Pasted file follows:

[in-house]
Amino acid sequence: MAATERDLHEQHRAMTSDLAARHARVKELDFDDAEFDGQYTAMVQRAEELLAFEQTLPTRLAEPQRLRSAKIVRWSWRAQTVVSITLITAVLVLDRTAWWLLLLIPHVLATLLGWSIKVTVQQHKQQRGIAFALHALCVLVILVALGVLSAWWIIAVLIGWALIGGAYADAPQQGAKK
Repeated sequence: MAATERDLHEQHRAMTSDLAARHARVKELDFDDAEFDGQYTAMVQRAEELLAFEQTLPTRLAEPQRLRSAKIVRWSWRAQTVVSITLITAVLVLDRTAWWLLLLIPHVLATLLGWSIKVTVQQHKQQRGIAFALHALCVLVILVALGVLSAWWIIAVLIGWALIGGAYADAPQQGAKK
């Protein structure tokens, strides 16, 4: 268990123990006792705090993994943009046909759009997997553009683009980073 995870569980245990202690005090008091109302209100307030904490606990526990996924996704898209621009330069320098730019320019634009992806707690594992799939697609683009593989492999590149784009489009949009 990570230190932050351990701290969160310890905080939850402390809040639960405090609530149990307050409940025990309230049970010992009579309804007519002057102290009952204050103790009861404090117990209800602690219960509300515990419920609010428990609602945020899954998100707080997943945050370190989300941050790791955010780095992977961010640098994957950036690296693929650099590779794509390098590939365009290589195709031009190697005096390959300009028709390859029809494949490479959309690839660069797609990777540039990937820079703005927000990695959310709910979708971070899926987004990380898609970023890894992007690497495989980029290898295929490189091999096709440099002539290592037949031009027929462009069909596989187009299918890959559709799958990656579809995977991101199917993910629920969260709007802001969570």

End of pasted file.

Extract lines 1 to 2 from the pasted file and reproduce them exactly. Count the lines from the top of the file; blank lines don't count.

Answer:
[in-house]
Amino acid sequence: MAATERDLHEQHRAMTSDLAARHARVKELDFDDAEFDGQYTAMVQRAEELLAFEQTLPTRLAEPQRLRSAKIVRWSWRAQTVVSITLITAVLVLDRTAWWLLLLIPHVLATLLGWSIKVTVQQHKQQRGIAFALHALCVLVILVALGVLSAWWIIAVLIGWALIGGAYADAPQQGAKK